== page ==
Sunday, May 18, 2014

Sunday Salon: British Contemporary Painter Simon Palmer

Simon Palmer - The Next Door Neighbor - source

Simon Palmer - Longstone Peak - source

Simon Palmer - The Composers - source

Simon Palmer - Following the Visiting Preacher - source

Simon Palmer - Low Rookwith - source

Simon Palmer - Two Images of Himself in the Future - source

Simon Palmer - Cycling Home - source

Simon Palmer - The Signalman and the Guard - source

To see a slide presentation of more of Simon Palmer's work, please use this link.

Simon Palmer (1956 - ) is a British painter whose work I've only recently discovered. The artist lives and works in northern England, his work primarily focused on the subdued but strangely moving beauty of the Yorkshire Dales.

The artist's love of the Dales is on display in every square inch of his enigmatic watercolor paintings. The earth toned colors are symbolic, I suppose, not only of the overall light and shadow in and around his home in Ellingstring, Wensleydale, but of the earthiness of the tough and resilient people of Yorkshire.

I am taken by Palmer's imagination, the eccentric take he has on life among the hedgerows, fields, stone houses, trees and rolling hills. Slightly sinister, but beautiful and never off-putting.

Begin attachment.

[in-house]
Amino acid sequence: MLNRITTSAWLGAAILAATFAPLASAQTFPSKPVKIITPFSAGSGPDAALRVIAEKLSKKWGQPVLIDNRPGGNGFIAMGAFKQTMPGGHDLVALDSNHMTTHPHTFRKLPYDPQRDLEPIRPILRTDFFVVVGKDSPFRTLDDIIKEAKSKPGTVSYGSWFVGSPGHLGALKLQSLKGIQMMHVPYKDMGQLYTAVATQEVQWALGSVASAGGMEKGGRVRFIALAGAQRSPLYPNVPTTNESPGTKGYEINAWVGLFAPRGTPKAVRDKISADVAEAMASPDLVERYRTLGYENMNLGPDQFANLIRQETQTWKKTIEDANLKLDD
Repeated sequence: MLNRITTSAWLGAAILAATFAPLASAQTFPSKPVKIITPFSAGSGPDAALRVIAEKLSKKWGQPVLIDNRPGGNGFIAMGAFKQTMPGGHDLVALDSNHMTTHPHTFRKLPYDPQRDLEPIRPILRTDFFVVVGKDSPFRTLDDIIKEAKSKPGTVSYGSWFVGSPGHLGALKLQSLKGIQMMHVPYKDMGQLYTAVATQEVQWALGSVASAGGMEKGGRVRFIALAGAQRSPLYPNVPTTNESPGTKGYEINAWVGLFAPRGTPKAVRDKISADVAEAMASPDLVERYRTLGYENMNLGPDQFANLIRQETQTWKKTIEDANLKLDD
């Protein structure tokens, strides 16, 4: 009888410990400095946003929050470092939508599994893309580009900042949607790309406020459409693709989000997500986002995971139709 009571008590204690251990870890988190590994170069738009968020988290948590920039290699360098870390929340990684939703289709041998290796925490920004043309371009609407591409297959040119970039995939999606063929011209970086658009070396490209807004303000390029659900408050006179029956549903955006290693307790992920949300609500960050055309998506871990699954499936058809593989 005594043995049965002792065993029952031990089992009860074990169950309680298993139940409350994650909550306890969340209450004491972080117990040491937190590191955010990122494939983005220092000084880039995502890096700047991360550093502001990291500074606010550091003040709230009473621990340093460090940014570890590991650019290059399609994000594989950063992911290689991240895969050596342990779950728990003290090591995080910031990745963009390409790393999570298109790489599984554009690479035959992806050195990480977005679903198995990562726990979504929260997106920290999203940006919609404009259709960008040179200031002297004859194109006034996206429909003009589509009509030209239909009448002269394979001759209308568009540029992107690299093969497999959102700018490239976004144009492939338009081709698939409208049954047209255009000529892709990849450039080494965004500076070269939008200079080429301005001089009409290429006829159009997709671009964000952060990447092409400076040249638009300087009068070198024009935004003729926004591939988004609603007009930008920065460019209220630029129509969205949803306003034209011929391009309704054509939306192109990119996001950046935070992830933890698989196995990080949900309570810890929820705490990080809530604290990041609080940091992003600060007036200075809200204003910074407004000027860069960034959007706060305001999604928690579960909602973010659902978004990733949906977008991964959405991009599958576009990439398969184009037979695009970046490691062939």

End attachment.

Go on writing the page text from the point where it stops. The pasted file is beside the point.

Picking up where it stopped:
The book published in 2012 source 

21 comments:

  1. Not dissimilar to Samuel Palmer, eh? I do like them.

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    1. I like them too. But Samuel Palmer doesn't seem to have the 'sinister' quality. I notice that he has a habit of inhabiting his landscapes with religious icons. A bit strange, I admit. There is also a contemporary painter named Simon Palmer who is an Australian and does totally different work.

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    2. Only three - so far. I can stand it. :)

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  2. Hello Yvette:

    What a wonderful painter and one, to our shame, we have known nothing about until now. How can this be? His work is most appealing in its portrayal of the English countryside and yet there are instances of humour which add another dimension. His work reminds us a little of both Paul Nash and Eric Ravilious who painted not dissimilar subject matter in the early part of the C20.